Monday, April 23, 2018

Once more unto the crease

Take Two.  Having failed to have our first runner of the new (turf) season last week when Das Kapital was eliminated from the Wood Ditton (which wasn't listed as a possibility to be divided, Brian, because it was too valuable), we will now have another go at getting under way tomorrow when the same horse runs at Yarmouth.  I'm really looking forward to that (well, sort of).  A large part of why I'm looking forward to it is because any horse's debut is exciting.  Could be promising (ie very exciting); could be disappointing (ie crushingly deflating).  We'll find out tomorrow.  And I might be re-united with my crash helmet, which I left there at the last meeting (in October) and which either might or might not be somewhere to be found there.  That's exciting too, albeit in a different and lesser way.

The drawback, of course, is that not having runners is comfortable.  You don't have the great excitement, but you don't have the crushing disappointment either.  (Well, you do, because things still go wrong in training, but you just receive reality checks less frequently when you're not racing the horses).  So let's see what the next few days will bring, with Das Kapital set to run at Yarmouth tomorrow; Kryptos entered for his first race of the year at Leicester on Saturday; Hope Is High about to be entered for her first race of the year at Salisbury on Monday; ditto Sussex Girl at Brighton on Tuesday; and Roy set to return to the turf (and to his favourite course) at Brighton on Wednesday.  And White Valiant set to go to Fontwell the following week for his first run since September.  Let's hope that the excitement outscores the disappointment, six-nil.

As ever, I should add, we shall hope for the best and expect nothing.  I certainly won't be expecting victory tomorrow.  This isn't a tipping column, but there's no harm in saying that I would be pleasantly stunned were Das Kapital to win tomorrow.  He'll be doing his best, of course, and he's a fit horse and a very nice one too - but I would be very surprised not merely if he were to beat the favourite Without Parole, but if any of the horses in the race could beat Without Parole.  That son of Frankel,incidentally, is a previous winner so we wouldn't have met him in previous seasons because the race would have been a maiden rather than a novices' race, but that's by the by.

I believe that some trainers have been getting hot under the collar about most maiden races becoming novices' races, but I can't see what all the fuss is about.  Without Parole is the only one of tomorrow's runners who wouldn't have been eligible had the race been a maiden race; and even without him we would still have been facing some daunting rivals, headed by Ostillo who has finished second in each of his three starts to date, is rated 84 and is a New Approach half-brother to a Group One winner.  We're forecast to go off at 80/1 tomorrow.  Without Parole is forecast to start at 4/9.  Obviously we'd be shorter if he came out, but we'd still be 50/1.

And, really, is there that much difference between being a 50/1 shot in a 10-runner race and an 80/1 shot in an 11-runner race?  It's no different to starting out over hurdles.  If your horse is ready to run, you just run him in a race for inexperienced horses; and you don't worry at all whether it's a maiden hurdle or a novices' hurdle, which consists mostly of maidens with a small amount of previous winners thrown in, giving weight to the maidens.  It's just not an issue.  When you start racing your horse, you do so in the hope that he might run maybe 40 or 50 times.  So if his chances of winning on debut are even less and slightly less than they might otherwise have been, does that really matter?  It's Test cricket, not one-over stuff.  You don't have to hit a six in the first over.  It's how you last and what score you eventually end up with that matters.  (Although obviously on the very rare occasions when you do whack the first ball out of the park, it's fair dinkum terrific!).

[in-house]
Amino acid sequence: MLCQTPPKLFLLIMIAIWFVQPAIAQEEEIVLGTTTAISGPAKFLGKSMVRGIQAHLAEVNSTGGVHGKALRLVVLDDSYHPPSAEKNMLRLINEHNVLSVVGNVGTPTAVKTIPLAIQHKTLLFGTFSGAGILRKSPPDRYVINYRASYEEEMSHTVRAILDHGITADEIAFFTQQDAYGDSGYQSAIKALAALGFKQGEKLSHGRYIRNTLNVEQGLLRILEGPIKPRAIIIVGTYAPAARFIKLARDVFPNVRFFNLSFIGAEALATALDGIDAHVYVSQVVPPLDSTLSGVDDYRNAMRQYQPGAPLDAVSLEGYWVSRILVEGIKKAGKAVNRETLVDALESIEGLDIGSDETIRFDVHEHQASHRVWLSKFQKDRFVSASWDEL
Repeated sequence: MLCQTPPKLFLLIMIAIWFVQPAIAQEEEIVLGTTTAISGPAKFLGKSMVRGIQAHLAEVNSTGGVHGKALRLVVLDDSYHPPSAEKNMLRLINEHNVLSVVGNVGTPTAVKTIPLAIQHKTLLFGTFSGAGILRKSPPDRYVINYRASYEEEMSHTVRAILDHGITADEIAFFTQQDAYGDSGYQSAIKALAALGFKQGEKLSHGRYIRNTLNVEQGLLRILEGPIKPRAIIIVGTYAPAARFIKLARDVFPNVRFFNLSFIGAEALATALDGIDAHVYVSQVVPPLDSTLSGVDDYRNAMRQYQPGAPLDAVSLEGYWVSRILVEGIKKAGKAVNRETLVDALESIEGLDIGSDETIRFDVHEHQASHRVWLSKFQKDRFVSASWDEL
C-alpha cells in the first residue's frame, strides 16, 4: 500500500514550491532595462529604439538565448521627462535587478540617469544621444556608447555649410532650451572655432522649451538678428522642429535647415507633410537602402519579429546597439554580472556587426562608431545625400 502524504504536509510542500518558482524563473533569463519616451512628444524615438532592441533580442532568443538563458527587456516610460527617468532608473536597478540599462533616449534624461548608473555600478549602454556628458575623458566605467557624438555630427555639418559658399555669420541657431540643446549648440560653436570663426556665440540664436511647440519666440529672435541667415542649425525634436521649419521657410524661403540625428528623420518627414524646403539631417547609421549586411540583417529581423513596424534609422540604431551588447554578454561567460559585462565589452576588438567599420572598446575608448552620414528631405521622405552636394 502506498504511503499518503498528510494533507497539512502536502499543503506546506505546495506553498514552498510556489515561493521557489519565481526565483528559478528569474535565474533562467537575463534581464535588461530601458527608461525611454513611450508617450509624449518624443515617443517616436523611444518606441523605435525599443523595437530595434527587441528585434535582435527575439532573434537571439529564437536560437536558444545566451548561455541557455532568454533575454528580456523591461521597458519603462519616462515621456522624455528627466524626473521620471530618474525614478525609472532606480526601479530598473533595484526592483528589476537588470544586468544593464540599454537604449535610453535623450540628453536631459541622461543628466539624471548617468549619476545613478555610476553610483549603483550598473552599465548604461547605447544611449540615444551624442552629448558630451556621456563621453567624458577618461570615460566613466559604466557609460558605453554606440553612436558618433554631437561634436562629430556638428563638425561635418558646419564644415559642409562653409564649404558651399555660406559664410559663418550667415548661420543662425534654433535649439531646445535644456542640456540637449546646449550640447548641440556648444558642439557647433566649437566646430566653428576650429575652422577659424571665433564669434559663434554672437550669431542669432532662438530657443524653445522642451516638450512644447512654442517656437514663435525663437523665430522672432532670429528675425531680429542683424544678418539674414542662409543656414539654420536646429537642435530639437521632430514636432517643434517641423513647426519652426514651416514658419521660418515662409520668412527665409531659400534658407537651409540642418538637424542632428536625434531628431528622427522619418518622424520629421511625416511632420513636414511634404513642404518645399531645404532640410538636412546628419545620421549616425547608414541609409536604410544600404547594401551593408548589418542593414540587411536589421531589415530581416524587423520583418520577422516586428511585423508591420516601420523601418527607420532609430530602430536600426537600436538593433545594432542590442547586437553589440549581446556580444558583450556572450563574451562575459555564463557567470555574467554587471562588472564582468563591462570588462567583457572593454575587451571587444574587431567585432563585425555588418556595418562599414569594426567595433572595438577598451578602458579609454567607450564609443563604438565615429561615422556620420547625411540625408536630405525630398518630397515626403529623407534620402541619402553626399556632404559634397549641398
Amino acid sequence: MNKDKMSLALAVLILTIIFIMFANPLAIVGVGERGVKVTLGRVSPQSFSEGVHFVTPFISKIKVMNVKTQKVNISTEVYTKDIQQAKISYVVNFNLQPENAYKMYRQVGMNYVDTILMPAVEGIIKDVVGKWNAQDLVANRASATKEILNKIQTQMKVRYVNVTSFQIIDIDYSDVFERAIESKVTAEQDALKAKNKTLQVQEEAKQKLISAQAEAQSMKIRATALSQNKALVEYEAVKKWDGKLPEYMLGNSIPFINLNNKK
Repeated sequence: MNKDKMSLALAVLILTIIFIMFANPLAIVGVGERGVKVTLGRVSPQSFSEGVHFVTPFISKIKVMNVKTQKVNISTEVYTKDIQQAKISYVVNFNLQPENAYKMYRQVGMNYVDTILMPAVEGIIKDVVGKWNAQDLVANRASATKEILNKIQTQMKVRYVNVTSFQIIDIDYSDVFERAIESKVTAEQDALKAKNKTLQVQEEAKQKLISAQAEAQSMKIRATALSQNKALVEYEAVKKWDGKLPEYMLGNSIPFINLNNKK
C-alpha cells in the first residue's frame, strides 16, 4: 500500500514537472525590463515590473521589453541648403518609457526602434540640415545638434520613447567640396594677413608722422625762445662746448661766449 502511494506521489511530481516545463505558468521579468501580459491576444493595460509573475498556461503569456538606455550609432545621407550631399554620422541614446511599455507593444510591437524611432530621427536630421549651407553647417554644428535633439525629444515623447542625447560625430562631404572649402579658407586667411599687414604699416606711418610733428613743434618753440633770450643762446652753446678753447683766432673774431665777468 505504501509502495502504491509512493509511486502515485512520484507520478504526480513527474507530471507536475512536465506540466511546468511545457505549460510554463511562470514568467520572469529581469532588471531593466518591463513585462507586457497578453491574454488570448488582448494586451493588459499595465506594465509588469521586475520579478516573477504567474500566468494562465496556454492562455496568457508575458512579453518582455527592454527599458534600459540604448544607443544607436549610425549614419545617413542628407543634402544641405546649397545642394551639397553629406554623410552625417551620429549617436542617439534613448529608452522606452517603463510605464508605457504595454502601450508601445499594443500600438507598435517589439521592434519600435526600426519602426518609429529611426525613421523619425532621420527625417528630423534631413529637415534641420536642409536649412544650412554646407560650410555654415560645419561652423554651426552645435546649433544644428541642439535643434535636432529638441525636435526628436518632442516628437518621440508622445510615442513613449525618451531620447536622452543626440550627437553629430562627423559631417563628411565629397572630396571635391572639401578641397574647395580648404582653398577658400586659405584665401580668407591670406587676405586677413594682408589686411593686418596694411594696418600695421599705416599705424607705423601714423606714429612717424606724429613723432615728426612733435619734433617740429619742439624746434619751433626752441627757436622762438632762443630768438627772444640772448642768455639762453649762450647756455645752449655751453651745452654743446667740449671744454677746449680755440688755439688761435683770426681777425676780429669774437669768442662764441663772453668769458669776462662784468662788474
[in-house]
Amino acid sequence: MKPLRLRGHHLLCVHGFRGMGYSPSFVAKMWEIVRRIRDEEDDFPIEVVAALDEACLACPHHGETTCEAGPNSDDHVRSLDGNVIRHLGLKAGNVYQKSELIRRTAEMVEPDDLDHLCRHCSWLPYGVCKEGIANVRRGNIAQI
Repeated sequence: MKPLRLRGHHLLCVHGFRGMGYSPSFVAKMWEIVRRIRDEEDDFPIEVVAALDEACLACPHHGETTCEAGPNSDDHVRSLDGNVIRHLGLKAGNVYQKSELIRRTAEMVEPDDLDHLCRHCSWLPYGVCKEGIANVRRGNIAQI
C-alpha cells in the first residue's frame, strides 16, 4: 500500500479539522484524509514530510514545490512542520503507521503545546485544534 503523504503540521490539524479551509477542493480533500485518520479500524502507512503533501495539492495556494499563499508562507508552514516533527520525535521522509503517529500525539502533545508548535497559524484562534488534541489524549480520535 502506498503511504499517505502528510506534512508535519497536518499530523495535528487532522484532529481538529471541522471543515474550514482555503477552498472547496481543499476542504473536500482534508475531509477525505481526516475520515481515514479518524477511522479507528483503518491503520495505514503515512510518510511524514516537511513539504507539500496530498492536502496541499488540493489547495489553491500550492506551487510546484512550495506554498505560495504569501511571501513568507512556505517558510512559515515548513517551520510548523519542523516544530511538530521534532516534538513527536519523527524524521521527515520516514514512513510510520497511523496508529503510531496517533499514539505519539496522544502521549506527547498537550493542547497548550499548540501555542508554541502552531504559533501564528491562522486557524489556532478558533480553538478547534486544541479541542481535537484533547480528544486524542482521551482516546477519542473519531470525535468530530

Matthew Anshaw said...

Good luck tonight.

One of the things I was looking forward to with races being novices rather than maidens was the prospect that we would see 2yo careers like that of Provideo and Spindrifter.

This is what I was told would be the benefit.

thomas said...

a little bit of the "aussie' colloquialism in the last sentence john ....good to see a little bit has still stayed with tommy PS best of luck with your team this season

John Berry said...

Cheers, Matthew, Thomas. Yes, I think that the thing with the novices' races, Matthew, is that it gives more opportunities for horses who win first or second time out, particularly first time out. Just like having novices' hurdles instead of just maiden hurdles, which works well. You wouldn't see a horse putting together a string of novice wins in Provideo, Timeless Times or Spindrifter style because one can't be a novice for too long - they would have to be racing in conditions races to do that. There are fewer conditions races than there used to be (which was a factor in two-year-olds who had won first time out having so few suitable opportunities for their second race) but there are still some. I was talking to Bill O'Gorman about this a few years ago and he observed that people who said that it would be impossible to do a Timeless Times or a Provideo nowadays because there aren't enough conditions races are wrong; he said that there still are enough conditions races, it is just that there are fewer of them, and such a horse would need to win a large percentage of them to rack up such a huge total of wins at two.